The Art of Writing
Thursday, March 24, 2011
Anita Tuvin Schlechter Auditorium, 7:00 p.m
Whitehead will provide micro-lectures on craft, style, and what we can all learn from the Donna Summer version of “MacArthur Park.”
The event is co-sponsored by the Department of English, the Office of Student Development and the Office of Institutional and Diversity Initiatives, the Department of American Studies, the Office of Diversity Initiatives and the Department of Sociology.
Biography (provided by the speaker)
Colson Whitehead is the author of The Intuitionist, his accomplished debut novel that received widespread and enthusiastic critical praise for its quirky and imaginative writing and complex allegories of race. The Intuitionist won the Quality Paperback Book Club’s New Voices Award and was a finalist for the Ernest Hemingway/PEN Award for First Fiction.
Recipient of the MacArthur Foundation “genius award” given to scholars, artists, and others to free them to pursue their work, Whitehead has been praised for writing novels with inventive plots that weave American folklore and history into the stories.
His most recent work is Sag Harbor: A Novel. Before this, he wrote Apex Hides the Hurt: A Novel, a funny and moral novel about a small town dealing with an identity crisis. He is also the author of The Colossus of New York: A City in 13 Parts, a masterful evocation of the city that never sleeps, capturing the city’s inner and outer landscapes in a series of vignettes, meditations, and personal memories.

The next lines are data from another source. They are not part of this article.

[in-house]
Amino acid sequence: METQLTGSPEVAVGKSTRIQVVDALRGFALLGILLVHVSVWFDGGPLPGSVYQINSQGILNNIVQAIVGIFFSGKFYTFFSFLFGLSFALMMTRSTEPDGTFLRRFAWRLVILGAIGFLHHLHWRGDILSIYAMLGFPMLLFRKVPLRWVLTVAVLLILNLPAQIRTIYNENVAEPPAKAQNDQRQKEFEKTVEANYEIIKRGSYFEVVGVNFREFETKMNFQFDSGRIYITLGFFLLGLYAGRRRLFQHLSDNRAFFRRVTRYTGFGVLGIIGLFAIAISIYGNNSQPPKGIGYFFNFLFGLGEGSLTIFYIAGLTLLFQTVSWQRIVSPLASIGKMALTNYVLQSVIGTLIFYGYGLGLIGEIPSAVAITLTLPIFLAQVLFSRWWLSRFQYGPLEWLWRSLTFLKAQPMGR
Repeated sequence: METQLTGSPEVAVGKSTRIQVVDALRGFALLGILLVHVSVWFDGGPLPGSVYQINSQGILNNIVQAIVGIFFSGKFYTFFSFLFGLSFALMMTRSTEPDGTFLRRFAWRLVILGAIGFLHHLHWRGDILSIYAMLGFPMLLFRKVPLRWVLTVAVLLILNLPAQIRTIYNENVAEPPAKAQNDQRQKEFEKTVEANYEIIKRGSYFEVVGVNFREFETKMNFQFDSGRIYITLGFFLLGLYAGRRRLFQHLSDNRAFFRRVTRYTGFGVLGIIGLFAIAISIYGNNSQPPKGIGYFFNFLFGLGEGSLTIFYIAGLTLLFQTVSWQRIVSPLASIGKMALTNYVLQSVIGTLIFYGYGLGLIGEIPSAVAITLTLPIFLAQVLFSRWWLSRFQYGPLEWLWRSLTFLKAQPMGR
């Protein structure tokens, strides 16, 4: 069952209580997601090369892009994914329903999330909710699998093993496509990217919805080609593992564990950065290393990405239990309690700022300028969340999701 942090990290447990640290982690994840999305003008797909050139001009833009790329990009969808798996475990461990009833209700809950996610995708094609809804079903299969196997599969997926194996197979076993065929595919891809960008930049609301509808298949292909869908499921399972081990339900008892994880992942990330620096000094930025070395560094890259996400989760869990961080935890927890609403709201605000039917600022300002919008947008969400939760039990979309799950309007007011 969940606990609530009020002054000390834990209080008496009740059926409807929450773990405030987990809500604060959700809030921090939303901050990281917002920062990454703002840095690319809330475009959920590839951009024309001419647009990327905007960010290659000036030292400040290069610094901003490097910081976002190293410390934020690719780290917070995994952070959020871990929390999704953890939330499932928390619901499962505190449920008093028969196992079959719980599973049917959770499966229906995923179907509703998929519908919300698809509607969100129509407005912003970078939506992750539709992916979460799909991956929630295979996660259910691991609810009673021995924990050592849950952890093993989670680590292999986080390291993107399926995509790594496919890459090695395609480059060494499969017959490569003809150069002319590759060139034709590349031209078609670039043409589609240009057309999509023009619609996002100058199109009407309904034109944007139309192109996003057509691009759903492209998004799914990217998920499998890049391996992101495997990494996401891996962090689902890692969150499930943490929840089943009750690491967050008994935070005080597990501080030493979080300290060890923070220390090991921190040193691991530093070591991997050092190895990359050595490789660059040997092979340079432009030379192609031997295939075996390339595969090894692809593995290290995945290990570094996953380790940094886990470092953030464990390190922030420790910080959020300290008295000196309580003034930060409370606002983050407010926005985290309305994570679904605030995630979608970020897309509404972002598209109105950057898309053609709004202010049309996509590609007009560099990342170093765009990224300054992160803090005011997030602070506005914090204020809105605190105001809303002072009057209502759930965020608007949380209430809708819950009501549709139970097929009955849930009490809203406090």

Whitehead’s multilayered novel, John Henry Dayswas a Pulitzer Prize Finalist, a National Book Critics Circle Award Finalist and a New York Times Book Review Editors’ Choice. It won rave reviews for juxtaposing the story of the 19th century folk-hero John Henry, a black railroad worker who died in the act of defeating a steam drill in a contest, with J. Sutter, a modern-day hack journalist who is sent to cover a John Henry Day festival. Praising the novel for exploring such dualities as legend and history, black and white, altruism and greed, and the machine age and the digital age, Booklist called it “masterfully composed and full of myth and magic.” John Henry Days also won the New York Public Library Young Lions Fiction Award, established to honor a novel or short story collection by an American author age 35 or younger.
Whitehead is also the winner of a 2000 Whiting Writers’ Award. His journalism has appeared in Newsday, Spin, Vibe, and The Village Voice.